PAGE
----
He hasn't been a part of the game plan on a consistent basis, and defenses have targeted him on some games and limited his numbers. The Cowboys owe Williams $5.1 million for next year, and it seems the team might move on without him. He wants to stay, but Dez Bryant's development makes it hard for that to happen. It's expected that Kevin Ogletree, who has played a handful of games this year, will also get more snaps on offense in 2011. These things could force the Cowboys to let Williams go in the spring.
The Cowboys have three defensive ends who become unrestricted free agents next year. Starter Marcus Spears and backups Stephen Bowen and Jason Hatcher all get to test the market. Spears was irked that the team placed a first-round tender on him that made his financial package smaller than his backups'. He wanted a long-term deal and understands the business side of the NFL.
Yet Spears, who wants to continue his career with the Cowboys, might need to test the market. Spears' left calf strain gave Bowen a chance to start. In Spears' absence, Bowen has compiled six tackles, one sack and three quarterback pressures as a starter. Hatcher, who missed three games with a groin injury, has played well this season. The team likes both players but can't keep everyone.
"It's not about the future because I can't control that," Hatcher said. "I understand the business; I signed up for it. It is a business, you can only control what you can control. I'd love to stay here; they understand I got older kids, but I let them know Daddy plays football and in this business you might go state-to-state."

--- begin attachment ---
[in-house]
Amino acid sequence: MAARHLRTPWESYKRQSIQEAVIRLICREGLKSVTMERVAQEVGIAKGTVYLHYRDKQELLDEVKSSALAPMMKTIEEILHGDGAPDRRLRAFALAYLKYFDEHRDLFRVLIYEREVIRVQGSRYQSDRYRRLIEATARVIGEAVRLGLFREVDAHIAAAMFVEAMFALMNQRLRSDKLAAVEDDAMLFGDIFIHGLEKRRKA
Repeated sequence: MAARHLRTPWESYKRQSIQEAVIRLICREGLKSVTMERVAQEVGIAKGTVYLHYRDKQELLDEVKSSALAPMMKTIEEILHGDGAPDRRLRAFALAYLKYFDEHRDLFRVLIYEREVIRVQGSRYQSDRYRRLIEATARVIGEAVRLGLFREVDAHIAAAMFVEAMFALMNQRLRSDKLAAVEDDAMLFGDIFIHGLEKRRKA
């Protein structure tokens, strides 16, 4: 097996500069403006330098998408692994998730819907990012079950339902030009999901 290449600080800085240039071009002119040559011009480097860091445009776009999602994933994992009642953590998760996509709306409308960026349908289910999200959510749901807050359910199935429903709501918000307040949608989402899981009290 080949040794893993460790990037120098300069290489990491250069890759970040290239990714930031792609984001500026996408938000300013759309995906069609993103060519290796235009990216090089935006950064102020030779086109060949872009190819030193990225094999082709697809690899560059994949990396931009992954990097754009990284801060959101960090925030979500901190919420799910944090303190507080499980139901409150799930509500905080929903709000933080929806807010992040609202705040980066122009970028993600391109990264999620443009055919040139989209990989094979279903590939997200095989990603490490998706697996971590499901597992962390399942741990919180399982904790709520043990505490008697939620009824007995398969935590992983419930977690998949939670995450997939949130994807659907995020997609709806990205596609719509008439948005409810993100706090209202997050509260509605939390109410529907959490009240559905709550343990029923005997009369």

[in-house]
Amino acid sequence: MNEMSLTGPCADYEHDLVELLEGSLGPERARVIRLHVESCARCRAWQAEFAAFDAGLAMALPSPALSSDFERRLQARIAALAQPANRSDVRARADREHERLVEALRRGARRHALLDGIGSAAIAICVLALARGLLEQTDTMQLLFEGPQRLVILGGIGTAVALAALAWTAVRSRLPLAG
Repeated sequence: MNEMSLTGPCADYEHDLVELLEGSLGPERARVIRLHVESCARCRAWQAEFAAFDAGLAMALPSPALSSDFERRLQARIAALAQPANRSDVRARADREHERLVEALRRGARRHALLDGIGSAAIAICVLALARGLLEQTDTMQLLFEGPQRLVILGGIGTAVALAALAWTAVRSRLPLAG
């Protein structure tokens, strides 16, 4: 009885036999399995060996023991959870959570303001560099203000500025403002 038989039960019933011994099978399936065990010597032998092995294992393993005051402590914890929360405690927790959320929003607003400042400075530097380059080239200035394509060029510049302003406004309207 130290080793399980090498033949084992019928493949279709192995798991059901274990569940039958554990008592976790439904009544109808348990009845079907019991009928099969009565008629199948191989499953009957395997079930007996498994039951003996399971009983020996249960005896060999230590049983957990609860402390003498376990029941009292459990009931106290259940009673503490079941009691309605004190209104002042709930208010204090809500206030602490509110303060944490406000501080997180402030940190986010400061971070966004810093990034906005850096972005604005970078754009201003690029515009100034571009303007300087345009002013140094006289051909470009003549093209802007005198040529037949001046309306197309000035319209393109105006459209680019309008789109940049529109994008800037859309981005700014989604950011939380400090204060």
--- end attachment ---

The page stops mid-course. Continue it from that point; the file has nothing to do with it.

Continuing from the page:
Jerry Jones admitted he was in denial about his football team. Once he looked at the reality of his group, he fired head coach Wade Phillips and promoted Jason Garrett.
Jones can't hire Garrett long-term until he goes through the interview process. But Garrett hasn't hurt his cause. He won his first game as interim coach, at the New York Giants, and then beat the Detroit Lions, who were missing starting quarterback Matthew Stafford and using a rotation at running back.
The Cowboys just weren't better than the New Orleans Saints on Thanksgiving Day, but it seems Dallas has a chance to beat a hurting Colts team Sunday.
"It would be shocking to me if he didn't continue to do a great job," Jones said of Garrett on KRLD-FM this week. "I know how hard he's working; that's never been a issue of how hard he's working, but again I'm not hanging on so much what we did or didn't do, relative to the score. We would all agree the team gave the kind of effort against the Saints that gave him a plus."
How the Cowboys finish will play a major role in whether Jones gives Garrett serious consideration for the job. The Cowboys have not given up on Tony Romo's return, and if the team finishes 8-8, after a 1-7 start, Garrett's promotion is considered a success. The possibility of playing younger players over veterans has been ruled out -- another indication he's trying to obtain victories to improve his cause to get the job.
"It's not about five games," Garrett said. "It's about committing to the work today and having a great day."
With Cowboys' season winding down, we look at five lingering areas of concern.